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DEALING WITH DOG CAR SICKNESS

DEALING WITH DOG CAR SICKNESS

Why is it that some dogs can leap into a car at the height of family chaos and packing frenzy, hang their heads out the window, endure the stop and start of traffic congestion and think it was a great outing? And then there are the others – the one in five dogs that suffer from motion sickness and get sick at the drop of a hat. If your pooch is one of those touchy travelers, here are some tips that may help.

Possible Causes

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Puppies and younger dogs are usually more prone to car sickness than older dogs. Their ears aren’t fully developed at that stage, so the movement of the car can throw off their balance which is regulated in the inner ear. This feeling of not having their sea legs can set off nausea and vomiting. That’s not to say adult dogs aren’t prone to car sickness, but less so.

Stress can also play a big factor in many behavioral issues, including car sickness. For example, if your dog only goes for a ride in the car on their way to the vet, he’s probably associating any ride in the car with a negative experience.

Entering a new stage in your dog’s life could also be the reason. Completely unafraid in their prime, when a dog starts to lose their hearing or becomes more frightened of vibrations, the triggers to becoming worried and stressed out can increase while in the car.

What to Watch For

The most common sign of car sickness is vomiting – both in humans and dogs. But there are many other signs to watch for in dogs that differ from human motion sickness, including:

  • Excessive licking of his lips and/or panting
  • Drooling more than usual
  • Yawning
  • Repeated sneezing
  • Whining
  • Complete immobility – not moving at all

How You Can Help

Some dogs have a severe case of motion sickness which may require medication. But others can be helped rather easily by following some of these tips:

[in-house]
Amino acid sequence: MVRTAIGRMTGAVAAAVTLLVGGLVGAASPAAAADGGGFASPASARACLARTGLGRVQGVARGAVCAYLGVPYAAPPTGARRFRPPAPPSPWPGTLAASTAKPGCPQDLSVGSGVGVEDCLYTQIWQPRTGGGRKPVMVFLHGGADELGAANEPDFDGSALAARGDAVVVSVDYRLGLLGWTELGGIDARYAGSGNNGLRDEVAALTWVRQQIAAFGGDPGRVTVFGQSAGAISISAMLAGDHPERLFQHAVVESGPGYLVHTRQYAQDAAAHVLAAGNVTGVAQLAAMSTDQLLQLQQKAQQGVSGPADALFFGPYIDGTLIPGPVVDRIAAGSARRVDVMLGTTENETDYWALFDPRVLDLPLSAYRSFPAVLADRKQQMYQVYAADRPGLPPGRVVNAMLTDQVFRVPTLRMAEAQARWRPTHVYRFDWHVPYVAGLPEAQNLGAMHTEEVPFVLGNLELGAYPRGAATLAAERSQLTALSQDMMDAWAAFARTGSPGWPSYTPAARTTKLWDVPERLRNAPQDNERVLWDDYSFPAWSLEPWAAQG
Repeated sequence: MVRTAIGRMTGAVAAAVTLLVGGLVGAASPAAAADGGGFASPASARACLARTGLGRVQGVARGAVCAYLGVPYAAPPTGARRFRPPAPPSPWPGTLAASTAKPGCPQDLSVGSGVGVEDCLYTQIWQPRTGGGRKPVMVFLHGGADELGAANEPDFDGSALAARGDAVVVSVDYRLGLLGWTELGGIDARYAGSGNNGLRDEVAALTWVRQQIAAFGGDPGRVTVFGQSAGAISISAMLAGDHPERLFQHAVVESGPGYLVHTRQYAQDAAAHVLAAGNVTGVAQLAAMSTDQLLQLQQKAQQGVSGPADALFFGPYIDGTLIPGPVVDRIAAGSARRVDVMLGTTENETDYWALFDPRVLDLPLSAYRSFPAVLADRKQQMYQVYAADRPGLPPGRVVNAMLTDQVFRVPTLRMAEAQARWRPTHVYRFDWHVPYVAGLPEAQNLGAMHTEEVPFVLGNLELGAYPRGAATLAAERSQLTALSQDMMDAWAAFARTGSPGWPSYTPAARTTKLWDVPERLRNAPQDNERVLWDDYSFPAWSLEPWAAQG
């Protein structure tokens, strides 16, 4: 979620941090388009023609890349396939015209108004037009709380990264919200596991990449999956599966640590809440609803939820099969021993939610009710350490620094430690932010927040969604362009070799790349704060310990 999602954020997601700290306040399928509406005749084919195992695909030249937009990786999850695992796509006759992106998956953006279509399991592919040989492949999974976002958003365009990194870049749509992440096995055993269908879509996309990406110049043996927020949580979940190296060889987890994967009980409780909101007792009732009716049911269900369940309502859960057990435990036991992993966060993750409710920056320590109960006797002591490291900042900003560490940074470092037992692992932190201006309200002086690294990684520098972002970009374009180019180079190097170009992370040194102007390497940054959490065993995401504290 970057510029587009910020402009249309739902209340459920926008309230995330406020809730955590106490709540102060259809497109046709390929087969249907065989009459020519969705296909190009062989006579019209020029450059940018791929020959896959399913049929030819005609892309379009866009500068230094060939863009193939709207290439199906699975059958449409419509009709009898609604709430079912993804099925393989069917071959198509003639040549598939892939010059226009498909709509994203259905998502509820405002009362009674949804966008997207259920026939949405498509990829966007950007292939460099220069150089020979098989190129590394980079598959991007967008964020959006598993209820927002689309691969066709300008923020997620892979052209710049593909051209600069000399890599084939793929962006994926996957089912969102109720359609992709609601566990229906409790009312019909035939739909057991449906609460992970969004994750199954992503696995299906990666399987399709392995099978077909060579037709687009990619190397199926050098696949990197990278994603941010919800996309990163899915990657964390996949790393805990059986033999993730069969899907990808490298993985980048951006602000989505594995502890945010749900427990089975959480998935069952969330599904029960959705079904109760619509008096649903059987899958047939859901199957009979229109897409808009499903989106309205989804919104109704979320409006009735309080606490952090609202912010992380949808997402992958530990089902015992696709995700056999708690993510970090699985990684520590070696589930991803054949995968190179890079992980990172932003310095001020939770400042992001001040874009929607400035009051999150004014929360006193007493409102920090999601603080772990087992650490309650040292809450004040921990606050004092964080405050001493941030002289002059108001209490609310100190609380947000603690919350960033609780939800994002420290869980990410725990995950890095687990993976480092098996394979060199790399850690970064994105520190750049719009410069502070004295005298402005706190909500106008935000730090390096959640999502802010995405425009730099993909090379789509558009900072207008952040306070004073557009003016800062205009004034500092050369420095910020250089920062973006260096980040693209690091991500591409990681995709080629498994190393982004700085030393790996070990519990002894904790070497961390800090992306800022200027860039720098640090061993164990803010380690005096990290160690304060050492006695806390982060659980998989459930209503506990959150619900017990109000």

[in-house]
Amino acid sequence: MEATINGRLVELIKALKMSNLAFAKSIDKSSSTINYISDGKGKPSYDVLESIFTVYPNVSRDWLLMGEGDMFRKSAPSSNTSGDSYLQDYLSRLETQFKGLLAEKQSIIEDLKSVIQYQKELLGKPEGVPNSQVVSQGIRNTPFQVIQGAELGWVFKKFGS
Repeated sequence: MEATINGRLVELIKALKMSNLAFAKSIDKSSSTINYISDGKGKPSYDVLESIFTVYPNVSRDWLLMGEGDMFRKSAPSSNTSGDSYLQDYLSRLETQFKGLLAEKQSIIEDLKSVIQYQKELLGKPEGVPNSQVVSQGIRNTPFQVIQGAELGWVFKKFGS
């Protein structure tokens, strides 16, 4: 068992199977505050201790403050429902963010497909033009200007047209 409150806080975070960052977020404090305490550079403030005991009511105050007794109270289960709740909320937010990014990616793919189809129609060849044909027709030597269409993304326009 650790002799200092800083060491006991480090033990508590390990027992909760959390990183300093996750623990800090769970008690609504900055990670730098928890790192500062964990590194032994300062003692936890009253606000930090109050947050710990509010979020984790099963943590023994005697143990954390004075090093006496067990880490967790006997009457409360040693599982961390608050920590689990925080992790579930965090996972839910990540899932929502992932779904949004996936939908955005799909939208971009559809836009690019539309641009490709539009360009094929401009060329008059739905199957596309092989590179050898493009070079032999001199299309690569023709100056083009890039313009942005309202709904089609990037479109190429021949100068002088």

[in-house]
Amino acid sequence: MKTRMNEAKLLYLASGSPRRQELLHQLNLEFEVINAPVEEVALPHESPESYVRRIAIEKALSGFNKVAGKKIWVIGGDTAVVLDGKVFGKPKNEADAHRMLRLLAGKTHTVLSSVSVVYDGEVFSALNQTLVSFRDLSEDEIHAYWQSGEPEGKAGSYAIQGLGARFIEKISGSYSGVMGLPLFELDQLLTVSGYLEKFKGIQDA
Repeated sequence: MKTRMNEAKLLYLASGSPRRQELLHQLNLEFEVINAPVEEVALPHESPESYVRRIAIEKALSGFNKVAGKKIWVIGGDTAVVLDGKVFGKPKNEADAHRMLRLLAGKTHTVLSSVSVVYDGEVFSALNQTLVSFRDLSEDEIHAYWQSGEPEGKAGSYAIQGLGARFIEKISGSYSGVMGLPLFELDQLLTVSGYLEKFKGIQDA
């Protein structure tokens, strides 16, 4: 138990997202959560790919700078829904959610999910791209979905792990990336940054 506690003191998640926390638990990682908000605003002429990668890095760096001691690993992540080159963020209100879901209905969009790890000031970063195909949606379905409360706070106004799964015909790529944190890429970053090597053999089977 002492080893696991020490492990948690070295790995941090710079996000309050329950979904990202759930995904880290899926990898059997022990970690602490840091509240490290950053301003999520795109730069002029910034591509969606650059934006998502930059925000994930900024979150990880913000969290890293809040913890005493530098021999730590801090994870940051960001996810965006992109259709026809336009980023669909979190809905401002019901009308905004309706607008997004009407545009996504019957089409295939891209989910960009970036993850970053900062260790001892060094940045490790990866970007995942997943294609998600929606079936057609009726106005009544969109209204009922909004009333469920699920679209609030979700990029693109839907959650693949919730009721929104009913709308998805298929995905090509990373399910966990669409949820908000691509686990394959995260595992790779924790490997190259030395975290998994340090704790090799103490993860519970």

• Take your dog on short car trips more often to places he enjoys, like a dog park or hiking trail.
  • Let in fresh air or make sure there is an air vent aimed at your dog. Hot and stuffy = trouble.
  • Don’t feed your dog prior to a trip. Better to pack small, easily digested treats to give along the way.
  • Take along his special toys or blankets that create a happy space for him.
  • Keep him in his crate in the car – if he considers this a safe, comfortable place.
  • Have your dog face forward in the car instead of looking out the side window. There are special dog seat belts to help accomplish this.

Medications That Can Help

If these tips don’t help, or your dog hasn’t outgrown car sickness, there are some over-the-counter and prescription medications that can help. But always consult with your veterinarian before administering these medications by yourself:

Anti-nausea medication such as meclizine or dimenhydrinate are relatively low-dose meds that can help ease nausea symptoms.

Antihistamines are available over the counter and can have a mild sedative effect to help calm your dog. They can also help reduce excessive panting, drooling and other stress-induced problems.

Ginger is a holistic, natural alternative to traditional medications. In either pill or cookie form, ginger can help ease nausea. It works best given to your dog 30 minutes before takeoff.

Best Case: Be Prepared

If your dog has vomited, he is clearly past the early stages of feeling nauseous. For many, their stress level is at high alert, not only because they feel bad physically, but they know they have done something bad by vomiting in your car. So now what do you do?

Just like a person with sea sickness, it may take a while for the nausea to pass. With some, they may also develop diarrhea. After a period of fasting, you will want to feed them a bland diet. Something to soothe and calm the digestive system while keeping their strength up by eating.

Many veterinarians will recommend a bland diet of chicken and white rice for just these situations. But what if you’re busy and don’t have time to cook, or you’re on a trip lasting several hours or days? In both of these situations, you can be prepared ahead of time by keeping a few bags of Under the Weather™ Chicken & Rice on hand before your next journey.

A Travel Friendly Bland Diet Solution

Under the Weather™ Chicken & Rice is made from 100% freeze dried, human grade white meat chicken and quick cook rice. Just like hikers carrying their freeze dried meals, this product makes perfect sense for travelling. Here’s how easy it is. You just need to add boiling water to the product and it’s ready.

So the next time you pack for a trip, take along a glass Pyrex dish with rubber cover and a glass measuring cup. Stop by a convenience store, boil your water in their microwave, stir it into the food and cover about 15-20 minutes until cooled. What could be easier? Happy travels!

Related Posts:

Doggie Diarrhea – What Do I Do?

Need a Bland Diet for Your Sick Dog?

This blog is brought to you by Under the Weather™, provider of products for sick pets.

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